Cluster headache is an excruciatingly painful primary headache syndrome, with attacks of unilateral pain and cranial autonomic symptoms. The current licensed treatment for acute attacks is subcutaneous sumatriptan. To ascertain whether high-flow inhaled oxygen was superior to placebo in the acute treatment of cluster headache. A double-blind, randomized, placebo-controlled crossover trial of 109 adults (aged 18-70 years) with cluster headache as defined by the International Headache Society. Patients treated 4 headache episodes with high-flow inhaled oxygen or placebo, alternately. Patients were randomized to the order in which they received the active treatment or placebo. Patients were recruited and followed up between 2002 and 2007 at the National Hospital for Neurology and Neurosurgery, London, England. Inhaled oxygen at 100%, 12 L/min, delivered by face mask, for 15 minutes at the start of an attack of cluster headache or high-flow air placebo delivered alternately for 4 attacks. The primary end point was to render the patient pain free, or in the absence of a diary to have adequate relief, at 15 minutes. Secondary end points included rendering the patient pain free at 30 minutes, reduction in pain up to 60 minutes, need for rescue medication 15 minutes after treatment, overall response to the treatment and overall functional disability, and effect on associated symptoms. Fifty-seven patients with episodic cluster headache and 19 with chronic cluster headache were available for the analysis. For the primary end point the difference between oxygen, 78% (95% confidence interval, 71%-85% for 150 attacks) and air, 20% (95% confidence interval, 14%-26%; for 148 attacks) was significant (Wald test, chi(5)(2) = 66.7, P < .001). There were no important adverse events. Treatment of patients with cluster headache at symptom onset using inhaled high-flow oxygen compared with placebo was more likely to result in being pain-free at 15 minutes. isrctn.org Identifier: ISRCTN94092997.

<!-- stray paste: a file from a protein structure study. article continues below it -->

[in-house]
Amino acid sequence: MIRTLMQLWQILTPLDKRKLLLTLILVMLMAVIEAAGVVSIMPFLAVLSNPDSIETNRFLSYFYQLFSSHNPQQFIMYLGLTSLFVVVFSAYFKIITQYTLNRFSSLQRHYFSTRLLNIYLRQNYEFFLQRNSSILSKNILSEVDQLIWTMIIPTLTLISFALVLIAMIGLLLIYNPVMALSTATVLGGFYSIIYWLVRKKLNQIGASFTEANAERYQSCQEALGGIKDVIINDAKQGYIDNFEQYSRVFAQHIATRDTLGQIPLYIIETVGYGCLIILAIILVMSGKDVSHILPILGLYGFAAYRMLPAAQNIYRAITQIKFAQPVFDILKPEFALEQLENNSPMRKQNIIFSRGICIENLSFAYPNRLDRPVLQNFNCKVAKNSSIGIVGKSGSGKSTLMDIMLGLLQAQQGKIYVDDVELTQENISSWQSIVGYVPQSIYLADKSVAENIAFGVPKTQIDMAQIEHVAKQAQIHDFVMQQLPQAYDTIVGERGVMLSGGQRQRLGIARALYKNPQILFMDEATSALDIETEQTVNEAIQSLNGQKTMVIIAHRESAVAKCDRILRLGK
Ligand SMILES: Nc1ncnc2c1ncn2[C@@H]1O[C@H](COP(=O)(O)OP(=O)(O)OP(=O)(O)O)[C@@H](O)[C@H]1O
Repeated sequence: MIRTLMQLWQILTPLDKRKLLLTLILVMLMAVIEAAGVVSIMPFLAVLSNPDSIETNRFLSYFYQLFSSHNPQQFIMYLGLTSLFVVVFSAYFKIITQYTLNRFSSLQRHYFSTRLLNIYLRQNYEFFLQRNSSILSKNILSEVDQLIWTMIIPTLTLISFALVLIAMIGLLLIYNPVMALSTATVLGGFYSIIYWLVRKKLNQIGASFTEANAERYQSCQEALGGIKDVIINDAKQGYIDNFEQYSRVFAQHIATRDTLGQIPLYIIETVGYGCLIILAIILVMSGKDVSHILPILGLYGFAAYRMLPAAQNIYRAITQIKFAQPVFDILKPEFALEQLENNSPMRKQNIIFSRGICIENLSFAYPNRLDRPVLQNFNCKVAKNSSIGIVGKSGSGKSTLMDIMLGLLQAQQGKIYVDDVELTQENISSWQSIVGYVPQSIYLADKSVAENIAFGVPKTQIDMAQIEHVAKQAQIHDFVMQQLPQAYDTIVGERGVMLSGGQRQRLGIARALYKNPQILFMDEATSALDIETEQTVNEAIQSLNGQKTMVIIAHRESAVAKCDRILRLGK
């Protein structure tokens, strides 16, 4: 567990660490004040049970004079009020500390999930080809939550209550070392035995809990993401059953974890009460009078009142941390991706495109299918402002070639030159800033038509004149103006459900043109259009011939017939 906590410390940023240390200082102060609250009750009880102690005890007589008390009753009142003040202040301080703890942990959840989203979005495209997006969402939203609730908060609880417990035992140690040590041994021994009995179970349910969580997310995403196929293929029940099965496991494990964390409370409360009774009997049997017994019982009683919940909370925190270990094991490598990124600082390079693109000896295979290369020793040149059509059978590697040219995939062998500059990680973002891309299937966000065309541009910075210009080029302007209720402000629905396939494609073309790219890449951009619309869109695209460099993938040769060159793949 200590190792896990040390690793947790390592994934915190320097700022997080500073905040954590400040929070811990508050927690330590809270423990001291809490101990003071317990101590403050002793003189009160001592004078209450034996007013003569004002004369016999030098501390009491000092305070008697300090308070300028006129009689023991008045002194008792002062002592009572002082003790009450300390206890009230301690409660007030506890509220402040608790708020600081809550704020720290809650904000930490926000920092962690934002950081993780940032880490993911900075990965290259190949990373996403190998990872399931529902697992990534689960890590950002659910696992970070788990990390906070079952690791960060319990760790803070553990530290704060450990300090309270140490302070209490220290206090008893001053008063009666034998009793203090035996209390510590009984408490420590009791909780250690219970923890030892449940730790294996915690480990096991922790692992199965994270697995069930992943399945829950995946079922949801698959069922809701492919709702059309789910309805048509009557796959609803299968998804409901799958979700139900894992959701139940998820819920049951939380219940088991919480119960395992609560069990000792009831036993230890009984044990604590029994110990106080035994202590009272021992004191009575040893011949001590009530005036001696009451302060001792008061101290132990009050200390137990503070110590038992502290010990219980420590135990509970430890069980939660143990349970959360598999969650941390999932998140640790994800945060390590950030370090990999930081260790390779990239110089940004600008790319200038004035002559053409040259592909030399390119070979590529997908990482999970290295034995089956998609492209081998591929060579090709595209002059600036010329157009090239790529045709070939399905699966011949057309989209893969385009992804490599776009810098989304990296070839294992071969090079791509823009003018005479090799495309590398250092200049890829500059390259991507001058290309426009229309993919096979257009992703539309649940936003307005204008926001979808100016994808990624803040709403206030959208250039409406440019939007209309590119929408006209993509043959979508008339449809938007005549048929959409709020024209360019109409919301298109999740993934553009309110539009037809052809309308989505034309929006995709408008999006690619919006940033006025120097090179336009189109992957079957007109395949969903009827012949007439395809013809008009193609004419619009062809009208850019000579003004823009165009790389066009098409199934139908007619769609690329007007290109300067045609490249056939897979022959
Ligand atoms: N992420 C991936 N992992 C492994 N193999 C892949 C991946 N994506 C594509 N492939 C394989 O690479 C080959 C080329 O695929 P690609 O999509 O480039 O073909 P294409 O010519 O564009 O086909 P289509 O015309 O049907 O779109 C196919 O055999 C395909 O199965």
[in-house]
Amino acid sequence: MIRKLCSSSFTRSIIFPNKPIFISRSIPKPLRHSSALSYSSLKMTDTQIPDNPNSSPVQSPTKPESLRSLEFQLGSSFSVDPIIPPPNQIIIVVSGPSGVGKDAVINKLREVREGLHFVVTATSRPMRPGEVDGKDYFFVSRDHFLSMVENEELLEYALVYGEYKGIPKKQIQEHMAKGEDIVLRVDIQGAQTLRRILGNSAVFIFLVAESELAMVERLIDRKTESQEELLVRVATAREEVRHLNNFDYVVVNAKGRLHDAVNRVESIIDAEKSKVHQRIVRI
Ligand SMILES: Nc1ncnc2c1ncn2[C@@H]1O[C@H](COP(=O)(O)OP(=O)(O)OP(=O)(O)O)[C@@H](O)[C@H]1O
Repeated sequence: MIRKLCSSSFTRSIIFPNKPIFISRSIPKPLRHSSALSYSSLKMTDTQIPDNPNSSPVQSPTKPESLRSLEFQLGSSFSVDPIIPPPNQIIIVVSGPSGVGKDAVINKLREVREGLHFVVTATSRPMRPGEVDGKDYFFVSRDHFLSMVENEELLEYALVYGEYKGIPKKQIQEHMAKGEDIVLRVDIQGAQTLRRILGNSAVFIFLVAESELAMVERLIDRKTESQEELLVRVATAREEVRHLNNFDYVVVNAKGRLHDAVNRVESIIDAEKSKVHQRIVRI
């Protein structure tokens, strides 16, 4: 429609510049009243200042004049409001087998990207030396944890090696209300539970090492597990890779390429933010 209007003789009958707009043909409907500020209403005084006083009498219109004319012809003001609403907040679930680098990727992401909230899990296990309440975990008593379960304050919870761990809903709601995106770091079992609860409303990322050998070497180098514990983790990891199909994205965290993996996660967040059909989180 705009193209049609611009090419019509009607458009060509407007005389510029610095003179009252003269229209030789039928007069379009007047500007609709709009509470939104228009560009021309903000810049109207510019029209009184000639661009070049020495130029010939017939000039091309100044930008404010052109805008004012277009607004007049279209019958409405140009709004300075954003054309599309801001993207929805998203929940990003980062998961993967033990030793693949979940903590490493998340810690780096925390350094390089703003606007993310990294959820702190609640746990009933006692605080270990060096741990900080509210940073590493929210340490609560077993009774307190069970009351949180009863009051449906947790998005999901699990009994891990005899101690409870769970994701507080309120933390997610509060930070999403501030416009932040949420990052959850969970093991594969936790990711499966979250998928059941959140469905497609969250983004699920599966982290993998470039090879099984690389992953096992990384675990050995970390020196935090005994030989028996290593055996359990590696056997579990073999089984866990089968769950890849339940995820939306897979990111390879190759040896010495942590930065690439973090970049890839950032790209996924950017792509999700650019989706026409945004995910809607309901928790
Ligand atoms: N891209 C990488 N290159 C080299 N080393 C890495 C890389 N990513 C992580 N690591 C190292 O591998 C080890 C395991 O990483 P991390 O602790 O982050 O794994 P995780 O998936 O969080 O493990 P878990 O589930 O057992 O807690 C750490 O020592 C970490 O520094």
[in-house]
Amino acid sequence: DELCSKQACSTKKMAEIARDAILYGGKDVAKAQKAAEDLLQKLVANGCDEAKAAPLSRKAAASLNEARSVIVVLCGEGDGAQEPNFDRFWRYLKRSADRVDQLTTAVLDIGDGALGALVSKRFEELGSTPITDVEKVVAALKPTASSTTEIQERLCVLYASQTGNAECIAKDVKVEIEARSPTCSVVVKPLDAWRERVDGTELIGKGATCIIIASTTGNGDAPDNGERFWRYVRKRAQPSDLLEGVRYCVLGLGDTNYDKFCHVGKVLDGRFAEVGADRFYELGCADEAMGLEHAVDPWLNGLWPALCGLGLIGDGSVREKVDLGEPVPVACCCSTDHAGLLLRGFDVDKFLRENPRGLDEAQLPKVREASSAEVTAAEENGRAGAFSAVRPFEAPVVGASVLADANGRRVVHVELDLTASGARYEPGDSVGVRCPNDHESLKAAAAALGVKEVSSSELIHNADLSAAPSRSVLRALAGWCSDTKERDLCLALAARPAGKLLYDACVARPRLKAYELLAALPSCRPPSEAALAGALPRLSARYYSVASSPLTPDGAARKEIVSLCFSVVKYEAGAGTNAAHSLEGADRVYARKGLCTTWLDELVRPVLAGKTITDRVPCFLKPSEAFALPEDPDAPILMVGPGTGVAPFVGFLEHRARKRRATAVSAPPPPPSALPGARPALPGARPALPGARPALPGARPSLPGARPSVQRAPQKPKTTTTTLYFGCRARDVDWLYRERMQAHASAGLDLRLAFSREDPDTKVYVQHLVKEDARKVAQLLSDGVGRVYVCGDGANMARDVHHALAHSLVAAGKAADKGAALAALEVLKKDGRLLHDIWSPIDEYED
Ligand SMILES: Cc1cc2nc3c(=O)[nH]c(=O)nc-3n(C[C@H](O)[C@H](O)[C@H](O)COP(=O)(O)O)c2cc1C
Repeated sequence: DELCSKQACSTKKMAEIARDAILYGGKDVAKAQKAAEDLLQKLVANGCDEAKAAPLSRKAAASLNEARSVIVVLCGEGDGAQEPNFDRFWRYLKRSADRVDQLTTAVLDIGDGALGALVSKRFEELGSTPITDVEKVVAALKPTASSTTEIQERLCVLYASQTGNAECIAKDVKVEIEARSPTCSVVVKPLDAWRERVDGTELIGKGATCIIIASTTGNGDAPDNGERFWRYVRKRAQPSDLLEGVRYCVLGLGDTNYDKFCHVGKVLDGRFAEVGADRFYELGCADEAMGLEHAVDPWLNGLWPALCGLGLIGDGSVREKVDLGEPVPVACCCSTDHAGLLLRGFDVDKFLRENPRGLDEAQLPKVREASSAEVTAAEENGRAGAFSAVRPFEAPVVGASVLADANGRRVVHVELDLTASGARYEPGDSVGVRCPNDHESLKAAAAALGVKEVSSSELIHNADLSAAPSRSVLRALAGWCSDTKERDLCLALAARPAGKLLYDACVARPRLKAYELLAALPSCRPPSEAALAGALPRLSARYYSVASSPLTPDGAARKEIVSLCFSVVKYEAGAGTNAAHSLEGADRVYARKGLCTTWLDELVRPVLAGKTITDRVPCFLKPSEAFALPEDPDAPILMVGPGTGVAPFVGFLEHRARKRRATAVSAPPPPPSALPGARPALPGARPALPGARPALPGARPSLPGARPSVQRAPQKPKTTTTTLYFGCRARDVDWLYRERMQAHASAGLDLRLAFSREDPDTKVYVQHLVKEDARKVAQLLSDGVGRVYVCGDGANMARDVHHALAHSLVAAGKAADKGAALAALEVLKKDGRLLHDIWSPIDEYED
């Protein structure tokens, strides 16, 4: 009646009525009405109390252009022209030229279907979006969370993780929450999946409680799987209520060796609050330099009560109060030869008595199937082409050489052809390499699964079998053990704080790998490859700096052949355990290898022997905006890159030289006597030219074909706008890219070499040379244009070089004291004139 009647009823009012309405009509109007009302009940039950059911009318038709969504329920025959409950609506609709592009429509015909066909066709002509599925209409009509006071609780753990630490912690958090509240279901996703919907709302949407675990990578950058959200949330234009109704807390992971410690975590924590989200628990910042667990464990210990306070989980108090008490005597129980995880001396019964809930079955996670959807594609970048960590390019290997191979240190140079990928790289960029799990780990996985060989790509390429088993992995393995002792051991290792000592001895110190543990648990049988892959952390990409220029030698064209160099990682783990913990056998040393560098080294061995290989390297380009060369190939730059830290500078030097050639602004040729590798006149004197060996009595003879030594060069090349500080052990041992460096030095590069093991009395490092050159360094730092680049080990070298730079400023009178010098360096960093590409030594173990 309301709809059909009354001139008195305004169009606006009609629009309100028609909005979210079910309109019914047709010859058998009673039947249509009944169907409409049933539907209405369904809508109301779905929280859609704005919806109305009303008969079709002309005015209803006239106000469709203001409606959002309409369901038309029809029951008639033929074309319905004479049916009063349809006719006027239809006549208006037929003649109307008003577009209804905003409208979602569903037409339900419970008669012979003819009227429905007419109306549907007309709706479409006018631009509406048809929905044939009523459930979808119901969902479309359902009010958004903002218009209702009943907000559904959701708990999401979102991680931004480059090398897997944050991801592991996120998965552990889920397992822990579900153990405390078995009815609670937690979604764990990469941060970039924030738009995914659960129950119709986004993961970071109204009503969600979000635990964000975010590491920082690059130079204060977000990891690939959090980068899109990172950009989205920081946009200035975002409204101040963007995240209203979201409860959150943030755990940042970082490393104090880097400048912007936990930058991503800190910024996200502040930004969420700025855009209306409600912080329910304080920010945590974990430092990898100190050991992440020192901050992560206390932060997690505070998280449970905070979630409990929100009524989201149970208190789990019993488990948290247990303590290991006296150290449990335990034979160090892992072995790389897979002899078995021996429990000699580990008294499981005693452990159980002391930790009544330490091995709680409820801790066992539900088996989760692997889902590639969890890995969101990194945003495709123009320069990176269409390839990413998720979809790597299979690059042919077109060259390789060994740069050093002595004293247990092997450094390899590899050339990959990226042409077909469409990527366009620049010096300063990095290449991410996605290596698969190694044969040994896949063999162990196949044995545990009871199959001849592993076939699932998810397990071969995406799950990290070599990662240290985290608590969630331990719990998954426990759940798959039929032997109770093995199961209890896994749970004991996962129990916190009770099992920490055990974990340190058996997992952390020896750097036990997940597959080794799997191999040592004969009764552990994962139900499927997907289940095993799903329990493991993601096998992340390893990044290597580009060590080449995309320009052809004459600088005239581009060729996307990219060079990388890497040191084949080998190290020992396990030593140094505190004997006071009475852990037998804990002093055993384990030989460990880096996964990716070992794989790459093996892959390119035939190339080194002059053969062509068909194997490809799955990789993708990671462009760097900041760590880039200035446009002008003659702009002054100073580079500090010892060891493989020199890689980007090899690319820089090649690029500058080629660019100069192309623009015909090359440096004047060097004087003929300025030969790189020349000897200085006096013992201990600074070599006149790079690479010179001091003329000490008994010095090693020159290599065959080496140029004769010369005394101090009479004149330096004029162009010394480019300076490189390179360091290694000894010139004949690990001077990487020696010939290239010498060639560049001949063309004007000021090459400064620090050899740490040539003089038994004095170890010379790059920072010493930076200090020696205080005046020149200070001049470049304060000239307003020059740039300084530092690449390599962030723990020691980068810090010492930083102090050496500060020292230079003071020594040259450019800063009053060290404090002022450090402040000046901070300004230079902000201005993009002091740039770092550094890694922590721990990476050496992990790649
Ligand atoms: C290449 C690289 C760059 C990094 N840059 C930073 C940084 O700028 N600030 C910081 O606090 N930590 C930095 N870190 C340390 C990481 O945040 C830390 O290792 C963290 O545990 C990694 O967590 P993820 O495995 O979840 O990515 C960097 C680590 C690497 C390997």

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                Author and article information

                Journal
                Ther Clin Risk Manag
                Ther Clin Risk Manag
                Therapeutics and Clinical Risk Management
                Therapeutics and Clinical Risk Management
                Dove Medical Press
                1176-6336
                1178-203X
                2015
                09 November 2015
                : 11
                : 1687-1696
                Affiliations
                Department of Neurology, Hull Royal Infirmary, Kingston upon Hull, UK
                Author notes
                Correspondence: Rubesh Gooriah Department of Neurology, Hull Royal Infirmary, Anlaby Road, Hull HU3 2JZ, UK, Email rubesh@ 123456doctors.org.uk
                Article
                tcrm-11-1687
                10.2147/TCRM.S94193
                4646474
                © 2015 Gooriah et al. This work is published by Dove Medical Press Limited, and licensed under Creative Commons Attribution – Non Commercial (unported, v3.0) License

                The full terms of the License are available at http://creativecommons.org/licenses/by-nc/3.0/. Non-commercial uses of the work are permitted without any further permission from Dove Medical Press Limited, provided the work is properly attributed.

                Categories
                Review

                Medicine

                suprachiasmatic nucleus, vasoactive intestinal peptide, pathogenesis, cluster headache